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A group of neuroscientists has created an interface capable of translating what a patient hears, well understood by an external listener. This is an important step that could pave the way for new forms of computer-mediated communication for people unable to speak because they suffer from neurodegenerative diseases or from brain injuries.


The study, described in Scientific Reports, was made possible thanks to an artificial intelligence system that has learned to recognise the recurring traits of brain waves and to translate them into words. Every time we talk or imagine talking, in fact, the brain produces characteristic patterns of brainwaves, and the same happens when we listen to someone talking, or imagine listening.

So far, attempts to decode brainwaves were based on the computerised analysis of spectrograms – the graphical representations of sound frequencies – but the results left something to be desired.


To train the vocoder scientists implanted electrodes in the brain of epileptic patients, which for therapeutic purposes also allowed to record their brain activity while listening to short stories told by four different readers.

At this point, when the vocoder algorithm is sufficiently “trained”, the same patients listened to a speaker who pronounced the numbers from 0 to 9. The vocoder analysed the brain waves produced in their auditory cortex, and used them to translate those thoughts that they had “heard” into words. The sound produced was analysed and cleaned up by a system of neural networks, a type of AI that mimics the structure and function of neurons in the human brain. External listeners recognised the numbers listed by the robotic voice in 75% of the cases, proof that the signal was well recognisable.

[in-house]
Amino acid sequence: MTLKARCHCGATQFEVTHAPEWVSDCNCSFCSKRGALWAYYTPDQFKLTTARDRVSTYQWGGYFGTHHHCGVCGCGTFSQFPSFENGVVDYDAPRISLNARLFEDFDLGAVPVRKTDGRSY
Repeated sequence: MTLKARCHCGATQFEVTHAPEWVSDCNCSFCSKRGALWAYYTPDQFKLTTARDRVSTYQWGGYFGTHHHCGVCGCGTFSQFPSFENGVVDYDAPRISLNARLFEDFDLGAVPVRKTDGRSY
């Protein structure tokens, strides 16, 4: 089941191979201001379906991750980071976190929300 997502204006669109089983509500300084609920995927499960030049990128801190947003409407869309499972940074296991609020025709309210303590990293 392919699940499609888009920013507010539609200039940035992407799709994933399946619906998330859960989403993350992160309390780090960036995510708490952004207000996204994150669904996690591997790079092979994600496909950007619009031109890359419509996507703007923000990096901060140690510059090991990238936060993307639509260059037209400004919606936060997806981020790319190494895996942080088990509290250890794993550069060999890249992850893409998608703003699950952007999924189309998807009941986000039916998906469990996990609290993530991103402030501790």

The next steps will be to test the system with more articulate sentences, but above all to test it with the brain signals emitted when a person speaks, tries to speak or imagines to speak. If it works, one could imagine that in the future, at least in a decade, an implant (invasive) based on cerebral electrodes similar to that of some epileptic patients will translate the patient’s thoughts directly into words.

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